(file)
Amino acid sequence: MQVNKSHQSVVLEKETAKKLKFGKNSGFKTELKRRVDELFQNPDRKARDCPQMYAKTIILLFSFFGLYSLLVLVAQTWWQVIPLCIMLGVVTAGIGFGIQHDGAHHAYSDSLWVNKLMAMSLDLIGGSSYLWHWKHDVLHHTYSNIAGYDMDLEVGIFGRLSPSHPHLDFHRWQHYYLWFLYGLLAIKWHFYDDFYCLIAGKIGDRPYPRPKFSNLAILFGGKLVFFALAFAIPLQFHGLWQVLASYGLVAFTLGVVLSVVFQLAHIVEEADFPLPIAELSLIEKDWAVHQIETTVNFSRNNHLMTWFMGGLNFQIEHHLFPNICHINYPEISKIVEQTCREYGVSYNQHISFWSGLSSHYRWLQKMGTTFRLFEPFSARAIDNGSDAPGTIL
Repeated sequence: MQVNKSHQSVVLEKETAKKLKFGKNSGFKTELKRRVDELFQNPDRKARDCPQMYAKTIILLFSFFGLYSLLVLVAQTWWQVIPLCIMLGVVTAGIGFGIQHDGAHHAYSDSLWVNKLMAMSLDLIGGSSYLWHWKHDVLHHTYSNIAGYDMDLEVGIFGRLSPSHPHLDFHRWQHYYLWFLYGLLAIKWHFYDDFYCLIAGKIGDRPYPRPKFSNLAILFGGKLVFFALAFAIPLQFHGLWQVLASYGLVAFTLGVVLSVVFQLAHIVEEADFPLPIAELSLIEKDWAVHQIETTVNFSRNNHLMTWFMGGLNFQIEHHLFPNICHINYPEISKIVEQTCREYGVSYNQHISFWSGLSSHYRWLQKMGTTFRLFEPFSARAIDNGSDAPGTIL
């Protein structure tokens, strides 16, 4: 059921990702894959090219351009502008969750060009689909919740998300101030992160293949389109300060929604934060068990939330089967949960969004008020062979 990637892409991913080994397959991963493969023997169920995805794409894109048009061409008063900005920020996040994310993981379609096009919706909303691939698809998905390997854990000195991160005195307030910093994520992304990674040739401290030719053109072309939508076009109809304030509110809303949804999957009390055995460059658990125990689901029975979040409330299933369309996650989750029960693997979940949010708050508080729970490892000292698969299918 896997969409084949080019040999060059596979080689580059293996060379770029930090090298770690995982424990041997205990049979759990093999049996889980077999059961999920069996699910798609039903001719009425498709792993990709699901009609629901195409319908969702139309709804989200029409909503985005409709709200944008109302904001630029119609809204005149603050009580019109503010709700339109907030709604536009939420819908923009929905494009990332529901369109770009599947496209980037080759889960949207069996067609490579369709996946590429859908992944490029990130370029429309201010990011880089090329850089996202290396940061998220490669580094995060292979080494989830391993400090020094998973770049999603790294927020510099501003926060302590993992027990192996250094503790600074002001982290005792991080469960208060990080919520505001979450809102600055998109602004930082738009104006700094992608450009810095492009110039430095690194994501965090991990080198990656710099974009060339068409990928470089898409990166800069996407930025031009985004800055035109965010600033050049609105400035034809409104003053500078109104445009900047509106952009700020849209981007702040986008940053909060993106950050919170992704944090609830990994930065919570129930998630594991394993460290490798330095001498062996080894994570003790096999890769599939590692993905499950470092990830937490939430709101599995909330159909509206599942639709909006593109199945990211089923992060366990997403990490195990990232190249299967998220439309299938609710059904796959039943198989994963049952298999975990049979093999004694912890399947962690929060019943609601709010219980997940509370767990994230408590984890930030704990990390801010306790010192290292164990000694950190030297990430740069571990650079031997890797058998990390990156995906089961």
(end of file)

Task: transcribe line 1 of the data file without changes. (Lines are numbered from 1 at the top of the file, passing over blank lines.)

Amino acid sequence: MQVNKSHQSVVLEKETAKKLKFGKNSGFKTELKRRVDELFQNPDRKARDCPQMYAKTIILLFSFFGLYSLLVLVAQTWWQVIPLCIMLGVVTAGIGFGIQHDGAHHAYSDSLWVNKLMAMSLDLIGGSSYLWHWKHDVLHHTYSNIAGYDMDLEVGIFGRLSPSHPHLDFHRWQHYYLWFLYGLLAIKWHFYDDFYCLIAGKIGDRPYPRPKFSNLAILFGGKLVFFALAFAIPLQFHGLWQVLASYGLVAFTLGVVLSVVFQLAHIVEEADFPLPIAELSLIEKDWAVHQIETTVNFSRNNHLMTWFMGGLNFQIEHHLFPNICHINYPEISKIVEQTCREYGVSYNQHISFWSGLSSHYRWLQKMGTTFRLFEPFSARAIDNGSDAPGTIL